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US Tightens Equipment Restrictions on China’s Huawei

Michael Behr

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Huawei

Under the new rules, companies will need licences to supply Huawei with all components, not just specially designed ones.

Chinese tech giant Huawei Technologies has had additional restrictions placed on it by the Trump administration aimed at stopping the company from buying computer chips made using US technology and restricting access to vital electronic components.

Previous rules made it difficult for companies using US technology to supply bespoke components to Huawei, with newer restrictions hitting off the shelf parts.

With the US being the dominant force in the production of equipment to produce mobile phone chips, the move will severely curtail Huawei as a major producer of handsets and 5G technology.

Secretary of State Mike Pompeo said that Huawei had been trying to evade the restrictions that were imposed on it by the US Commerce Department in May requiring global chipmakers using US technology to obtain a licence from the US government in order to work on designs for Huawei.

“Today, we dealt a direct blow to Huawei and the repressive Chinese Communist Party by further limiting Huawei’s ability to acquire US technology and compromise the integrity of the world’s networks and Americans’ private information,” Pompeo tweeted.

US Commerce Secretary Wilbur Ross said that Huawei and its affiliates have been using third parties to access US technology “in a manner that undermines US national security and foreign policy interests”.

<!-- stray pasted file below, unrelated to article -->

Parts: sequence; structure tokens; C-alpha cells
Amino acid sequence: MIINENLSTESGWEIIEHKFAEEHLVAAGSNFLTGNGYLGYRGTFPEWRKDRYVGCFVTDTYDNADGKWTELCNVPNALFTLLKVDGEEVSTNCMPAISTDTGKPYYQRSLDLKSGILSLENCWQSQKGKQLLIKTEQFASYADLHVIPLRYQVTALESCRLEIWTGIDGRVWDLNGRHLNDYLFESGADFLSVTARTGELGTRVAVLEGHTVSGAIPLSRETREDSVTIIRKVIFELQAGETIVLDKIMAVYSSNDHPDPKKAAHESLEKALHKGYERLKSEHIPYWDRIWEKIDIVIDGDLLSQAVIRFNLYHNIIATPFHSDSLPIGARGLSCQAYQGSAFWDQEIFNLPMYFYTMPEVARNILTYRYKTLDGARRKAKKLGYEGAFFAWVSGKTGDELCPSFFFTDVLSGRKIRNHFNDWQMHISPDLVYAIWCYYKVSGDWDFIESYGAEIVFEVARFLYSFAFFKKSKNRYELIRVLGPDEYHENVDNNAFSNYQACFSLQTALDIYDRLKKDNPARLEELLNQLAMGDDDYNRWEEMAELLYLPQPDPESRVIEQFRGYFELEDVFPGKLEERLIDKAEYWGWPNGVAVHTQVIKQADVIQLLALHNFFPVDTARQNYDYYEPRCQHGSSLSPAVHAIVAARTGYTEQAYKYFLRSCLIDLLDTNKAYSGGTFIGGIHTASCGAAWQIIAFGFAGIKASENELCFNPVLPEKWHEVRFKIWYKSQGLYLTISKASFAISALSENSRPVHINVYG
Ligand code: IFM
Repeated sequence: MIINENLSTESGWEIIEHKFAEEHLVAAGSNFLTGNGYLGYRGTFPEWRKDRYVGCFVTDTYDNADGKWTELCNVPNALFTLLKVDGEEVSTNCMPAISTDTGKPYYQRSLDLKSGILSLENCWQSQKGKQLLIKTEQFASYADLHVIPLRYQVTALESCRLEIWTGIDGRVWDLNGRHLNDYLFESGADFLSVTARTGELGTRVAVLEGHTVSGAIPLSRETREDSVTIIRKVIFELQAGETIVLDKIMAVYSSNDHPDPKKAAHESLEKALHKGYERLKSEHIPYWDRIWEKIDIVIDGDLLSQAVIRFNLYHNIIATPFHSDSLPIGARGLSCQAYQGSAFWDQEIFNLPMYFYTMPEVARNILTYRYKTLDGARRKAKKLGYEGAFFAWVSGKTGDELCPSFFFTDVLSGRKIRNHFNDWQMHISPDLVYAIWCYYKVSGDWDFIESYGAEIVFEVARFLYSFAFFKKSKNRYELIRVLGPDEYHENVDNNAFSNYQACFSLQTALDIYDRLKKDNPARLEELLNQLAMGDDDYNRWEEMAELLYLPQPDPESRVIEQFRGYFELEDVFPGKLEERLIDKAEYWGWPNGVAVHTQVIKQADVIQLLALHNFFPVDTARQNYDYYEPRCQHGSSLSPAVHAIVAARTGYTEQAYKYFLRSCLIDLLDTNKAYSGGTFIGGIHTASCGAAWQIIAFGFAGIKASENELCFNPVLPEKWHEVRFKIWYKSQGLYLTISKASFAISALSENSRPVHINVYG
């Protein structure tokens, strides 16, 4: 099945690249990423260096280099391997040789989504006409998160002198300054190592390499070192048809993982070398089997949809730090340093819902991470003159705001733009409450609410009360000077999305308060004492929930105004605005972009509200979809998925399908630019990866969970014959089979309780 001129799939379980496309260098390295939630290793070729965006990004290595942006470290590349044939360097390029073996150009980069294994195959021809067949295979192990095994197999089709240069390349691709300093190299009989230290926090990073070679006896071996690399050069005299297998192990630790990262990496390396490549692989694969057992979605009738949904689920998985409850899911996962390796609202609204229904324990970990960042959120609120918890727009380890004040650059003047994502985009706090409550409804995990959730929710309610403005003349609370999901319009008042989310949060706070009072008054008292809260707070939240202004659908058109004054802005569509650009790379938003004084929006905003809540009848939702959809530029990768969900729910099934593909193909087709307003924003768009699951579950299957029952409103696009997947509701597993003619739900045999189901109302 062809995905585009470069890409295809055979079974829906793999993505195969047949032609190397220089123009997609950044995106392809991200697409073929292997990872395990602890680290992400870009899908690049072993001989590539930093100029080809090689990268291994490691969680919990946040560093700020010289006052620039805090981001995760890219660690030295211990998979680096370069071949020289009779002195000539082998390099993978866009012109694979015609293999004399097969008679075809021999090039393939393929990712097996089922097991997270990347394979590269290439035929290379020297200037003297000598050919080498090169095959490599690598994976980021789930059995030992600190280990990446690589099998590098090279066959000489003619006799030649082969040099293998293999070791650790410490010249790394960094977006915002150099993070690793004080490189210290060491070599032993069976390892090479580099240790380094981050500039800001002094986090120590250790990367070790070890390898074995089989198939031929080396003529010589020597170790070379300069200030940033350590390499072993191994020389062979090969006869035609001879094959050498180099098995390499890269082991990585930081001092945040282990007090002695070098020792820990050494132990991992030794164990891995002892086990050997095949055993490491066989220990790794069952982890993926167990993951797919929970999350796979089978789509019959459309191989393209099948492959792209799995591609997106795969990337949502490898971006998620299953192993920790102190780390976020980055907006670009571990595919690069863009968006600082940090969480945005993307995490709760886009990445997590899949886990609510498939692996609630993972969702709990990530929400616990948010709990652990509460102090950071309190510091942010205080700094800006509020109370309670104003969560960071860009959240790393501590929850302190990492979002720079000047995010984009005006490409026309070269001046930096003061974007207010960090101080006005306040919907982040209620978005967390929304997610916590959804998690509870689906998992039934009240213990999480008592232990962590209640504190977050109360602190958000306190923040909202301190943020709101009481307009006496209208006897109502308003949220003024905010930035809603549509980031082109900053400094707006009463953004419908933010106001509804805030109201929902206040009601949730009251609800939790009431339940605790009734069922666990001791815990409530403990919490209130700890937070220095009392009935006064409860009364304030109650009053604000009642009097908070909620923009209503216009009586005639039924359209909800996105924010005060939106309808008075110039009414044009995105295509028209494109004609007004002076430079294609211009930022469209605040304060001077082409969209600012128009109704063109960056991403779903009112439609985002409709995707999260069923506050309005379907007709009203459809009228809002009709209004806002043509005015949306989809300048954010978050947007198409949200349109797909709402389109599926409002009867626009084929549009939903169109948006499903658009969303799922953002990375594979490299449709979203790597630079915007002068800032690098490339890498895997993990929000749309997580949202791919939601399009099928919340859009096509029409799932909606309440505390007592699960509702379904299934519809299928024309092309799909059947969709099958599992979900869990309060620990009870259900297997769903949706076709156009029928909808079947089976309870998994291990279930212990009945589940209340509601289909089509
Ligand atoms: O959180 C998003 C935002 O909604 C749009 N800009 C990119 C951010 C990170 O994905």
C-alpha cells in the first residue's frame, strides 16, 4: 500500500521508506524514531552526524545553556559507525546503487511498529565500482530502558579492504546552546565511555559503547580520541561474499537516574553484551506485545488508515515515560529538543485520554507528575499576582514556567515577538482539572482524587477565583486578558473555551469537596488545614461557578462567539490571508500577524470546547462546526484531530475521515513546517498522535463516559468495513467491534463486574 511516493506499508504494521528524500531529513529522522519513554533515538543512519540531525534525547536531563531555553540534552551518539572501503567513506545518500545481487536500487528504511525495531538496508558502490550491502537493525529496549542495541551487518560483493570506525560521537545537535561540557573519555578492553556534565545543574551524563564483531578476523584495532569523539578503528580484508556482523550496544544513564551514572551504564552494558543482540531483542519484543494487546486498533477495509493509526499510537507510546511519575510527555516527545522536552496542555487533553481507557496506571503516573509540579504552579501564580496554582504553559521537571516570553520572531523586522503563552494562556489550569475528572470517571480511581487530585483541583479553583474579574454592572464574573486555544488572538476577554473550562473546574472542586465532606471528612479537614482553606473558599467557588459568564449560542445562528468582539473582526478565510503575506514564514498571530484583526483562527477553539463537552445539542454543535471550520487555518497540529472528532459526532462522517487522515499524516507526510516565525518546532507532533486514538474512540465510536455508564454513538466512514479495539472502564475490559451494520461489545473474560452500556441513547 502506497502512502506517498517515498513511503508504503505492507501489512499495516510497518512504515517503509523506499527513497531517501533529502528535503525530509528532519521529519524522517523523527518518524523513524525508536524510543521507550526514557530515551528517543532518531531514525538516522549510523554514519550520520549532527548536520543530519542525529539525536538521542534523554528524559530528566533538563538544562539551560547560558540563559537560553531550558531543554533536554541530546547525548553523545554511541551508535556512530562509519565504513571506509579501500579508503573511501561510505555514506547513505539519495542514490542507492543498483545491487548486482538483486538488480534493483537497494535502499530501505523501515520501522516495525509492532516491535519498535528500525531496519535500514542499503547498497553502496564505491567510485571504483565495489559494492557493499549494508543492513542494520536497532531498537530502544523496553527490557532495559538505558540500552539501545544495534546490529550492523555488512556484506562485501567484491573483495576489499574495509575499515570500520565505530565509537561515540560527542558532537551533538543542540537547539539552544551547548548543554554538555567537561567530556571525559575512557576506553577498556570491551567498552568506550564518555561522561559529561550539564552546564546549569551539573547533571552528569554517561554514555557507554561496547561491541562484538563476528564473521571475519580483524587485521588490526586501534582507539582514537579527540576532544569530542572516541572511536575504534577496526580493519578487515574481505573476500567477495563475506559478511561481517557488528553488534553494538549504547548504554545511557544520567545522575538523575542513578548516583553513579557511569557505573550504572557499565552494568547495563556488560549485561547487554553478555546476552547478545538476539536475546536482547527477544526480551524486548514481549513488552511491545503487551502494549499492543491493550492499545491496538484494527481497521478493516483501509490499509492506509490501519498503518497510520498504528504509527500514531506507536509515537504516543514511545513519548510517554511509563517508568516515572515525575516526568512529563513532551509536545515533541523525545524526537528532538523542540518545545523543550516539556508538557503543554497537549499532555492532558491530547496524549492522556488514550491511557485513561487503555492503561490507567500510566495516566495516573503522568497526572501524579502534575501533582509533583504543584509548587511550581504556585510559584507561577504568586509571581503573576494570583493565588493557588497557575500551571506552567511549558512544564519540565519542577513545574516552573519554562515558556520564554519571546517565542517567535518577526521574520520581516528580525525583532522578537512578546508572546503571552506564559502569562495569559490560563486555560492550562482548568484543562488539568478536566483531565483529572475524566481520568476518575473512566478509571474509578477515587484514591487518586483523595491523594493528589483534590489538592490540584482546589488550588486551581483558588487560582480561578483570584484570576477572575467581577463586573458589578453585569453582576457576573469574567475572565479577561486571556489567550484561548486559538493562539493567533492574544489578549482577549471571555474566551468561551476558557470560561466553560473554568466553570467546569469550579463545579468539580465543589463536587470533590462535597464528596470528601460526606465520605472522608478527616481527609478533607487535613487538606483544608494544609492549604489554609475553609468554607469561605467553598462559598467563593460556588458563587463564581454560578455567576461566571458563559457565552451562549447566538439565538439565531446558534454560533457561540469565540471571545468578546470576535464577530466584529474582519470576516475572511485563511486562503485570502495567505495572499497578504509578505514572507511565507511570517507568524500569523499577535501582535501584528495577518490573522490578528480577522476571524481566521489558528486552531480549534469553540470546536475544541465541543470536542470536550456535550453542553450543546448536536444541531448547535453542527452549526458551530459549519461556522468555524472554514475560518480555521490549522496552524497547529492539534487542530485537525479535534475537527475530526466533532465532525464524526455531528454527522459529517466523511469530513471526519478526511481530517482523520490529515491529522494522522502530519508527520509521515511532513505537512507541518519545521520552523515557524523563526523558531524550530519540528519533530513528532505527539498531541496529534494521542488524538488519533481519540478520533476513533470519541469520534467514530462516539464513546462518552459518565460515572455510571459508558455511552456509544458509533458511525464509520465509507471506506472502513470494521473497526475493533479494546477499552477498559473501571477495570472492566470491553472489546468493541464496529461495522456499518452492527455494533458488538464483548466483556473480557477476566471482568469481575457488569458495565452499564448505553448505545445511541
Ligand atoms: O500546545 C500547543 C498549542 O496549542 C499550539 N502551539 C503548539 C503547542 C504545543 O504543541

In comments to Fox Business, he added: “The new rule makes it clear that any use of American software or American fabrication equipment is banned and requires a licence.”

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However, a statement from the US Semiconductor Industry Association, which previously supported the old licensing requirement, warned that restricting semiconductor sales could have a negative effect on the industry.

In a statement, the group said: “We are still reviewing the rule, but these broad restrictions on commercial chip sales will bring significant disruption to the US semiconductor industry.

“We are surprised and concerned by the administration’s sudden shift from its prior support of a more narrow approach intended to achieve stated national security goals while limiting harm to US companies.

“We reiterate our view that sales of non-sensitive, commercial products to China drive semiconductor research and innovation here in the US, which is critical to America’s economic strength and national security,”

The move comes amidst souring US-China relations, with Chinese tech companies, including popular video-sharing app TikTok, bearing the brunt of US action.

The move also saw an additional 38 names linked to Huawei added to a trade blacklist. This raises the list to a total of 152 affiliates, with Huawei being added first in May 2019.

Under a new rule as part of the restrictions, companies on the blacklist will need to obtain a licence when using a blacklisted company “as a purchaser, intermediate consignee, ultimate consignee, or end-user”.

The May restrictions will not take full effect until September 14th. Huawei previously outsourced semiconductor production to Taiwan Semiconductor Manufacturing Co (TSMC), which uses equipment from US companies. TSMC has since said it will not ship to Huawei after September 15.

Michael Behr

Senior Staff Writer

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